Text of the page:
of true minds.

She’d always wished she was the kind of girl that inspired stupidly heroic acts and badly written poetry.

She’d spent her childhood peering into cloudy shop-windows, wondering if she’d grow up to have the kind of smile that explodes; showering you with tiny bits of glitter that fluttered into your hair and stayed with you for the rest of the day. Would she be the kind of woman that people couldn’t resist? Her charm, her vivacity, her utter genuineness drawing them to her without the slightest bit of effort on her part. All it would take, she knew, was perfecting that one slight raise of an eyebrow or the corner of her lip lifting at exactly the right angle.

People would flock to her. And oh my! would she entertain!

At some point in her teens she stopped looking out for her shop-window reflections and began peering in. She remembered the first time she touched the spine of an ‘adult’ book- you know, the heavy; hardbacked tomes you would see your parents read on Saturday afternoons, their faces so serene, so placid, so at peace that only the call of tea-time would break it.

It was a revelation. Surely these books whose spines she was tickling, surely these weren’t the same as her paperbound school-books. Surely not! Imagine reading Dickens if he was clad in a blue, hard-spined cover with gilt gold lettering. She’d never bend a page or sully the edges with her cramped Literature notes. Why, she’d even hesitate to say she hated Dickens with a passion she’d never felt before.

If books looked and smelled and breathed and lived like these, she couldn’t ever imagine a world where she wouldn’t be surrounded by them.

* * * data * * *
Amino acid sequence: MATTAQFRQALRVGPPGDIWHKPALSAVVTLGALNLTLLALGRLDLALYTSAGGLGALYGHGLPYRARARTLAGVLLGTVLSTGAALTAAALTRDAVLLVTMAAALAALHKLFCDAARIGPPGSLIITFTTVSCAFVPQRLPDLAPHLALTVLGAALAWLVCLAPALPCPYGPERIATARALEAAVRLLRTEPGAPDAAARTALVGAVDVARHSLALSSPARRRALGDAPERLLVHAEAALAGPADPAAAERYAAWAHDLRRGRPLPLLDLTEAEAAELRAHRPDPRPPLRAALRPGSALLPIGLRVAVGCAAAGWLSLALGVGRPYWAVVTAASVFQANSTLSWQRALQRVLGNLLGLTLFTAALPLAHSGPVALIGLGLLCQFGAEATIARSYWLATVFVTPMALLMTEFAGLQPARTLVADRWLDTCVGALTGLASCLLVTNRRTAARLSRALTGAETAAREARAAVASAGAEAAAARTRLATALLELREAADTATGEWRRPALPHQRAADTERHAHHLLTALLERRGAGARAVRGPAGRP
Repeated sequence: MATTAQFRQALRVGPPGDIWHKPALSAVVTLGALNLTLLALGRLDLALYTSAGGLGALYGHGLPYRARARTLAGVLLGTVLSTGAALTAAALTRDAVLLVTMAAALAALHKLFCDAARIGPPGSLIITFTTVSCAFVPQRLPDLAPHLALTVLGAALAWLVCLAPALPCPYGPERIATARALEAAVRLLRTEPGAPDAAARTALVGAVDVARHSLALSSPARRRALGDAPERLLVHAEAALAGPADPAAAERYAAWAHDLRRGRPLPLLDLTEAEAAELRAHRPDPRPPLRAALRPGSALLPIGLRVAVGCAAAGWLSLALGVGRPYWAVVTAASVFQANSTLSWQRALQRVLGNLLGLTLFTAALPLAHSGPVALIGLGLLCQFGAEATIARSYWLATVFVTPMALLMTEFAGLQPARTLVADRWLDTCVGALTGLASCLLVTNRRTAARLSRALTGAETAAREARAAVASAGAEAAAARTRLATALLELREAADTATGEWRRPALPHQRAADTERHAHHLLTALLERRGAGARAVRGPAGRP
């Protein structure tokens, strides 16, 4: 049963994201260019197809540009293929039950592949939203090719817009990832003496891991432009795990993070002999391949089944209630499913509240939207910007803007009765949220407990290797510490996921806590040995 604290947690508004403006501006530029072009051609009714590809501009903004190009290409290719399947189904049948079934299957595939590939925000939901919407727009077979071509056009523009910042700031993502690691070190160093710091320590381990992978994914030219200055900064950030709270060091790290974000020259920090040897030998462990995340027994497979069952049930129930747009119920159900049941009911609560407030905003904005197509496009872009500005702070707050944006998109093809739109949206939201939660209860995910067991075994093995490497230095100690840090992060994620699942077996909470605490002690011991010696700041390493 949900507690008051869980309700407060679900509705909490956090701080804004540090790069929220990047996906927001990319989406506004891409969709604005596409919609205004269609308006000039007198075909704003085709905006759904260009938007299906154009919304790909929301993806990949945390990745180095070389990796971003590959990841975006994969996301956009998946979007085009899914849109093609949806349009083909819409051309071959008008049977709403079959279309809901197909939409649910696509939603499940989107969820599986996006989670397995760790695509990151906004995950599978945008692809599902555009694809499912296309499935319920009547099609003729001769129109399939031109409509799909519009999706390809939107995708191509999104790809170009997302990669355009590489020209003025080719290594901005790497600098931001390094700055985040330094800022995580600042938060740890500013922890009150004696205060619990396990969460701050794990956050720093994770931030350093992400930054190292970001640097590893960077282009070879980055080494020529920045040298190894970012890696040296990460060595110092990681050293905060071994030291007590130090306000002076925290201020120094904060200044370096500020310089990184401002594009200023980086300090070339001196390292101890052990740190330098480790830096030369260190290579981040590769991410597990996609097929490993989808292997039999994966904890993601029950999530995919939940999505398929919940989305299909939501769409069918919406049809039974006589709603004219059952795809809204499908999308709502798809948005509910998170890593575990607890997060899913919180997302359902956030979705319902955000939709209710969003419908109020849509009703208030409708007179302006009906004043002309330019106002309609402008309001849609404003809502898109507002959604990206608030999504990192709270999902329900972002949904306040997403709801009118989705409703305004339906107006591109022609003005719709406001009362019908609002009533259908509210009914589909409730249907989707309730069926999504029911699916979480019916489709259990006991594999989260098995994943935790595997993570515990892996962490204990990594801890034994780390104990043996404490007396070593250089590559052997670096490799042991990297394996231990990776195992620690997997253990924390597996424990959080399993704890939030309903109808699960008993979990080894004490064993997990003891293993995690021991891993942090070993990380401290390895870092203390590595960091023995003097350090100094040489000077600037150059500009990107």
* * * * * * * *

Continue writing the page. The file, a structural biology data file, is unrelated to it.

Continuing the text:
She stopped dreaming about boys in her form room that would someday come calling at her door and beg her to give them a moment of her time, a flash of her smile, her patience with their words. She lived for the badly-written poems that had been dedicated to someone else, the stupidly heroic acts of someone else’s love stories, and the personalities that only lived in pages and imaginations of long-dead authors.

By the time the summer of her twentieth birthday had arrived, even tea-time wouldn’t lift her head from her latest fancy. Her brother teased her, her father smiled indulgently and her mother carefully placed cups of warm tea by her propped-up feet. The cups were always empty when she returned hours later, but the eyes never lifted from the page.

She graduated with a Literature degree. What else would a book-lover do, but read?

Her thesis adviser introduced her to an old publisher friend. She took the job.

If you’ve ever picked up a book and wondered who wrote the excerpt on the book jacket; wondered if they’d ever read the book or if they even liked reading or questioned their taste and knowledge- well, if you’ve ever wondered about the person that did that or if it was an actual job; she wanted you to know that she was that writer, that it was her- she was that person. Recommending a book, sharing the story, forging a connection with you, intriguing you and making you want to believe in someone else’s story.

What else would a book-lover do but read?

It had been a number of years since she’d first discovered the touch of an old hardbound book, but even now and even at tea-time, her eyes never left the page. Not even when there was a cup of warm tea placed by her propped-up feet.

“Achlys!”, said the voice; breaking her concentration.

She looked up, brushing her hair out of her eyes; and promptly dropped her book.


One response to “of true minds.

  1. Did you say this is your first foray into fiction? It can’t be… It is far to engaging.

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